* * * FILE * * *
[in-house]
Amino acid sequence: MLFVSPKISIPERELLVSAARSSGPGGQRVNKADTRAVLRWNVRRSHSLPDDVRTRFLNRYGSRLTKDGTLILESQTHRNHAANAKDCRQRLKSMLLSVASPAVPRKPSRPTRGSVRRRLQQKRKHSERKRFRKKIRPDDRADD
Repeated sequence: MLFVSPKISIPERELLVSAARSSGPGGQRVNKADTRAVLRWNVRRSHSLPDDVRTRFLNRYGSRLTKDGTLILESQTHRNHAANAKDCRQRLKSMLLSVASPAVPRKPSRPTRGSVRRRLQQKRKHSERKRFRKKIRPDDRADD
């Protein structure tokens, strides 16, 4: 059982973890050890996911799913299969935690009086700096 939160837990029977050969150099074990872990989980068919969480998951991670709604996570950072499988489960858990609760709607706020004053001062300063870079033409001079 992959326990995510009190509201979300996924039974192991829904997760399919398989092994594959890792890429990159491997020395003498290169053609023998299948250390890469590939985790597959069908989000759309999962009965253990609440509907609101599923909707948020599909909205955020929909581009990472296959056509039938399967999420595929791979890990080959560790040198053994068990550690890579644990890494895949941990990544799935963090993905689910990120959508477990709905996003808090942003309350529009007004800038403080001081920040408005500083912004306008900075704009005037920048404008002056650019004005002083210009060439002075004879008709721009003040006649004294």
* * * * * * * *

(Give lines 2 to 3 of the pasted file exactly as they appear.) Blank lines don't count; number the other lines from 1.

Amino acid sequence: MLFVSPKISIPERELLVSAARSSGPGGQRVNKADTRAVLRWNVRRSHSLPDDVRTRFLNRYGSRLTKDGTLILESQTHRNHAANAKDCRQRLKSMLLSVASPAVPRKPSRPTRGSVRRRLQQKRKHSERKRFRKKIRPDDRADD
Repeated sequence: MLFVSPKISIPERELLVSAARSSGPGGQRVNKADTRAVLRWNVRRSHSLPDDVRTRFLNRYGSRLTKDGTLILESQTHRNHAANAKDCRQRLKSMLLSVASPAVPRKPSRPTRGSVRRRLQQKRKHSERKRFRKKIRPDDRADD